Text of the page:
The concept at Le Jolifou has recently been completely overhauled for Chef David Ferguson's version of Montreal's own little BBQ roadhouse, with a bit of an upscale twist. We arrive to a lively dining room on a Saturday night. The room is buzzing with conversation and the Canadiens final regular season game is playing on a small flat screen over the bar and a large one over the kitchen's counter where diners may be accommodated sitting around the open concept kitchen. We're greeted without delay by friendly staff, seated and presented with menus. The room is full of bright red chairs and punchy red accents, the table tops are covered in brown paper, a nice selection of wines by the glass are written in neon colored paint marker on a mural sized mirror.
We begin inspecting jars and containers on our table all marked using monogramed tags with Le Jolifou's logo on them, they're house made condiments like habanero hot sauce, even some cleverly named ones like "ketchipotle". The menu's first page offers information on beginner and advanced BBQ cooking classes and demonstrations held in the restaurant at the kitchen-side counter by chef David Ferguson. The price of participation includes dinner and optional wine pairing. Also not to be missed are elaborate "one of" dinner events for 40-50 people held at Le Jolifou on the last Monday of every month where Chef Ferguson creates innovative menus that go beyond the confines of the concept of the regular menu.
Our meal begins with "bouchées", bite sized items to wet your appetite and munch on while you decide on your order and have a cocktail. There are "lamb bites" served with house marinade and "codfish fritters" served with house habanero mayonnaise, we order 2 of each. Both offerings are deep fried, the codfish fritters were mashed potato and codfish quenelles that were crispy on the outside and soft in the inside with a small dice of potato mixed in for texture. The habanero mayo was very tasty and left a tolerable amount of heat lingering on your tongue. The lamb bites were ping pong ball sized croquettes of what resembled very closely the mouth-feel of a trotter cake. They were full of tender lamb, soft-centered and slightly fatty with a perfect hint of gristle in the best sense, all topped off with a crispy outer fried coating. The vinegary onion and green tomato marinade was a prefect condiment to cut and balance their decadently fatty composure.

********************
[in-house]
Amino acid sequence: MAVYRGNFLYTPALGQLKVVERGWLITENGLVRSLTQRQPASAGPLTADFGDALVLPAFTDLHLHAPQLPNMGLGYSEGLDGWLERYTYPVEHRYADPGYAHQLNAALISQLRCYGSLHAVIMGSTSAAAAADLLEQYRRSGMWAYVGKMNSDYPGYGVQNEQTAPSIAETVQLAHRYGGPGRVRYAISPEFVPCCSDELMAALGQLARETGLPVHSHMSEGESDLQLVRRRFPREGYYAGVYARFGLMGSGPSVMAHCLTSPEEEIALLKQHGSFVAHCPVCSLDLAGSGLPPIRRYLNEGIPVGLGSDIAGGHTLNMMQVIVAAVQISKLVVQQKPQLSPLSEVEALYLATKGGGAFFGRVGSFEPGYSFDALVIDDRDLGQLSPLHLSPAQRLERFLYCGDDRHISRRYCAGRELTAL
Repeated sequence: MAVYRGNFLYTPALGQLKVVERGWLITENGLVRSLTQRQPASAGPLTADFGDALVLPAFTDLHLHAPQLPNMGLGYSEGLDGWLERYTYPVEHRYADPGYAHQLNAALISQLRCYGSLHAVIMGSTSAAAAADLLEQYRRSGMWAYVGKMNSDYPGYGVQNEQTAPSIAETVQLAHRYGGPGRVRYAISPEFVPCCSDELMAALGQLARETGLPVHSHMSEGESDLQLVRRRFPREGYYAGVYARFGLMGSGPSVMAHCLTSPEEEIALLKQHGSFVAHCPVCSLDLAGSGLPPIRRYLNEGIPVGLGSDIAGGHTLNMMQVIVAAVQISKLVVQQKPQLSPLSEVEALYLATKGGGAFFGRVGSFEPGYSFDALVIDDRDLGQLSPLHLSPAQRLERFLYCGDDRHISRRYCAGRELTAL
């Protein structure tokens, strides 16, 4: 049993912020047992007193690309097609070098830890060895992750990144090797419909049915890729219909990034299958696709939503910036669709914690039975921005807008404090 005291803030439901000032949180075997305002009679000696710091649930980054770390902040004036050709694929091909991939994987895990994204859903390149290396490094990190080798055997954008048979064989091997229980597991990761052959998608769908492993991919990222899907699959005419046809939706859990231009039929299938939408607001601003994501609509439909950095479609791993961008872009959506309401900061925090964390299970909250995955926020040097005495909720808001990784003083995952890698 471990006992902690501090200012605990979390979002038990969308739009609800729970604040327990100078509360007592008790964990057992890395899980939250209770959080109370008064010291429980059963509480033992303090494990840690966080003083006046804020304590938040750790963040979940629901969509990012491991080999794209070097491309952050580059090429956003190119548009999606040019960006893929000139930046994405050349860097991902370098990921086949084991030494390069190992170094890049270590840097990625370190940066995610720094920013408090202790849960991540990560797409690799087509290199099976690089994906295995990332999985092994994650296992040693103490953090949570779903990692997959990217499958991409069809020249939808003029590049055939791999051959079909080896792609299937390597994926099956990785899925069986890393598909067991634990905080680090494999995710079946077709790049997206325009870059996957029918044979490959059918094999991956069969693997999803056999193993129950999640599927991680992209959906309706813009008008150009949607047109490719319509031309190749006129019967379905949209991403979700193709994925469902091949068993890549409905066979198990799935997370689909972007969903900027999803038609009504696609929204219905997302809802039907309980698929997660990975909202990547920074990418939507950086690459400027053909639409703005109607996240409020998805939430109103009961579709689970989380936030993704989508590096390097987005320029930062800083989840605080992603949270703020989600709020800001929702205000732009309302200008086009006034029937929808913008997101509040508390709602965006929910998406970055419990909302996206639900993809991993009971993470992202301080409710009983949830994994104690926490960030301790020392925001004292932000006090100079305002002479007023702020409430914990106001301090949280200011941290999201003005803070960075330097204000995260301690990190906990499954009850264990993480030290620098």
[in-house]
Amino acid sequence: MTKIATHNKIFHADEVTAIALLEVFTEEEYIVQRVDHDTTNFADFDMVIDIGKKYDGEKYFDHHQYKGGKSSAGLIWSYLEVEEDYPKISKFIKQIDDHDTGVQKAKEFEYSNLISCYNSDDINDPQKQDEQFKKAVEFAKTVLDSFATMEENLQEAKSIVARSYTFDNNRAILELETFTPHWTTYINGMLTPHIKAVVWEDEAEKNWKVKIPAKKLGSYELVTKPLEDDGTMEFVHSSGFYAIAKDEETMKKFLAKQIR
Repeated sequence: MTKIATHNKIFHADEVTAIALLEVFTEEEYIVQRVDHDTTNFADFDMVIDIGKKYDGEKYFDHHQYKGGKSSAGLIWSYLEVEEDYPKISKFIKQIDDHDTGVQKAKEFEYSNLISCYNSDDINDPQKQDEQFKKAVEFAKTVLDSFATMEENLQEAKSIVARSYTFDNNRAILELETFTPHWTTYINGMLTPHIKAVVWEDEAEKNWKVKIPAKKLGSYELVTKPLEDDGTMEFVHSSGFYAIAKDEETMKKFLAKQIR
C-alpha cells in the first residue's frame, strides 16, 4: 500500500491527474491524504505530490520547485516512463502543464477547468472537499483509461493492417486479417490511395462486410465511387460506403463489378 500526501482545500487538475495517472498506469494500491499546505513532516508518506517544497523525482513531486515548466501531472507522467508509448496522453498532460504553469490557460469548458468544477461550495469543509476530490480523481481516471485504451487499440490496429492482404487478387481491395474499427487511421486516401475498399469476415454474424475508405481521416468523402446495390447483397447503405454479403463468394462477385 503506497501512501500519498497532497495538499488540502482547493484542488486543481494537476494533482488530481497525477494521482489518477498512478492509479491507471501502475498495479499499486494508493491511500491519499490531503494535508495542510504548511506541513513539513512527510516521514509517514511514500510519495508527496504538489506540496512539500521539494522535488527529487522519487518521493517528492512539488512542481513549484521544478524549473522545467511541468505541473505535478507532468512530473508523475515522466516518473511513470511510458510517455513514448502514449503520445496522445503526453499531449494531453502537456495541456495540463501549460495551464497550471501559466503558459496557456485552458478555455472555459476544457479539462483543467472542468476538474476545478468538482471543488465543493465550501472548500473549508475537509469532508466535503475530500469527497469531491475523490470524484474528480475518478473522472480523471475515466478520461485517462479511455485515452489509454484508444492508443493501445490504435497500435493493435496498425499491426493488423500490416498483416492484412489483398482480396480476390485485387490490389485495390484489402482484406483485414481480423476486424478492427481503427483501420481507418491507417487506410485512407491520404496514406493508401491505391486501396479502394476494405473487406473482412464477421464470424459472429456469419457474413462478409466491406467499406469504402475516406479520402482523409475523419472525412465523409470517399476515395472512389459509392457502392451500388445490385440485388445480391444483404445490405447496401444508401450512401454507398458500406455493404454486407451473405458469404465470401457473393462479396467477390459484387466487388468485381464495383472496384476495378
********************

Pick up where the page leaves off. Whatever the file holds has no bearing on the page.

Top - "Lamb Bites" Bottom - "Codfish Fritters" - 2.50$/ch.
As an appetizer we shared an order of fish tacos. We were explained that the fish tacos are prepared with a different fish at different times depending on season, freshness and availability. On this night the kitchen was using mackerel. Whole fillets of mackerel with the skin on were scored and grilled, then served on top of supple flour tortillas garnished with avocado, fresh greens, crema, diced tomato and a chile vinaigrette. They were light, brightly flavored, and yes - messy, but isn't that what a great taco experience is supposed to be? The fish was cooked perfectly, they were not lacking filling nor were they over-stuffed and no one ingredient overpowered any of the others. Every individual component in the taco had purpose, they all worked in harmony while still asserting themselves as individually identifiable flavors.
Fish Tacos - 14$
We ordered the brisket platter as well as a dish of braised beef cheeks with sweetbreads for our mains. The beef cheeks and sweetbreads were served with an extremely successful play on mexican refried beans using romano beans in the place of the usual red-kidney or black beans. Two onion rings also topped the cheek, which were intended to provide textural crunch but regrettably could have used a little more time in the deep fryer to become more golden crunchy and allow the onion itself to submit more of its crunch. A small salad of sautéed and chilled zucchini and rapini tossed with grated carrot and a great vinaigrette was served along side, far from the uninspired throw away side salads that restaurants often try to get away with. The brisket was unquestionably spectacular, the kind of spectacular that becomes your new defining status quo for the ideal preparation of any given dish - the standard to which all others will be held and compared to from that point forward. Thick pieces of brisket with molten pieces of fat left attached were piled in a dish and generously lacquered with a porcini mushroom studded red wine veal sauce that had an unbelievably luxurious consistency. The brisket was served with a side order of perfect french fries, but next time we go we will have to try one of their other additional sides of mashed potatoes with asiago cheese or black truffle.
Brisket Platter, Porcini, Red Wine Veal Sauce, Fries - 20$
Beef Cheek, Sweetbreads, Onion Rings, Refried Romano Beans, Salad - 24$
Somehow we found a little room to share a dessert and shared an order of what was described by our waitress as a cheese cake verrine. It turned out to be cheese cake served in a sundae glass topped with chocolate and caramel sauce, a cheese cake sundae! It was a fun and sweet way to end our meal at Le Jolifou.
Restaurant Le Jolifou is mixing Mexican influences with BBQ techniques of the southern United States and Quebec ingredients to create winning flavor combinations. It's like Tex-Mex meets foie gras. Case in point: menu items like the foie gras nacho platter with that sublime brisket on top, an item we intend to try next time we go. On our visit to Le Jolifou the food was great, the portions were ample, the service was prompt and the price represented excellent value. We're looking forward to our next visit.
Restaurant Le Jolifou
1840 Rue Beaubien, near Papineau